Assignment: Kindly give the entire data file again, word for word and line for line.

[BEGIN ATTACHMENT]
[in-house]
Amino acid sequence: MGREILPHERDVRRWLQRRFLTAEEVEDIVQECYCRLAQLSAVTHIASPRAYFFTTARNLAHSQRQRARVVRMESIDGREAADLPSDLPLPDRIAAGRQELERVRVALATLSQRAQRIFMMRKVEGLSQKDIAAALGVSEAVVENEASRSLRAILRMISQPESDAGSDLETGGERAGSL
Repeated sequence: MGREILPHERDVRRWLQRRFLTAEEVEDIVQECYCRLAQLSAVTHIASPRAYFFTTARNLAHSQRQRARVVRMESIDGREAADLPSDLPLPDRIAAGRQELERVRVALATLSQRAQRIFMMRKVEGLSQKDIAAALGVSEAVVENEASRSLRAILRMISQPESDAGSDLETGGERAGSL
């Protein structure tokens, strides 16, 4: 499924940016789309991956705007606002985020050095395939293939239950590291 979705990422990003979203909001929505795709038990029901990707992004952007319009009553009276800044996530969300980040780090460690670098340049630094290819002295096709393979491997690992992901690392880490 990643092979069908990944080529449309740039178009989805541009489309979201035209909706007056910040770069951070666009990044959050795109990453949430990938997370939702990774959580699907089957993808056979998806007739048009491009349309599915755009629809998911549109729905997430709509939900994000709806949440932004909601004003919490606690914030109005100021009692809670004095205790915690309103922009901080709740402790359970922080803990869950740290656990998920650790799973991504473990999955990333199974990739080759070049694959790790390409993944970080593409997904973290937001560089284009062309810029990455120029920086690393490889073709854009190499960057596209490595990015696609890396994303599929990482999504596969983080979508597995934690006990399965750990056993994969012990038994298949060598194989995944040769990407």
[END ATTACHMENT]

[in-house]
Amino acid sequence: MGREILPHERDVRRWLQRRFLTAEEVEDIVQECYCRLAQLSAVTHIASPRAYFFTTARNLAHSQRQRARVVRMESIDGREAADLPSDLPLPDRIAAGRQELERVRVALATLSQRAQRIFMMRKVEGLSQKDIAAALGVSEAVVENEASRSLRAILRMISQPESDAGSDLETGGERAGSL
Repeated sequence: MGREILPHERDVRRWLQRRFLTAEEVEDIVQECYCRLAQLSAVTHIASPRAYFFTTARNLAHSQRQRARVVRMESIDGREAADLPSDLPLPDRIAAGRQELERVRVALATLSQRAQRIFMMRKVEGLSQKDIAAALGVSEAVVENEASRSLRAILRMISQPESDAGSDLETGGERAGSL
């Protein structure tokens, strides 16, 4: 499924940016789309991956705007606002985020050095395939293939239950590291 979705990422990003979203909001929505795709038990029901990707992004952007319009009553009276800044996530969300980040780090460690670098340049630094290819002295096709393979491997690992992901690392880490 990643092979069908990944080529449309740039178009989805541009489309979201035209909706007056910040770069951070666009990044959050795109990453949430990938997370939702990774959580699907089957993808056979998806007739048009491009349309599915755009629809998911549109729905997430709509939900994000709806949440932004909601004003919490606690914030109005100021009692809670004095205790915690309103922009901080709740402790359970922080803990869950740290656990998920650790799973991504473990999955990333199974990739080759070049694959790790390409993944970080593409997904973290937001560089284009062309810029990455120029920086690393490889073709854009190499960057596209490595990015696609890396994303599929990482999504596969983080979508597995934690006990399965750990056993994969012990038994298949060598194989995944040769990407």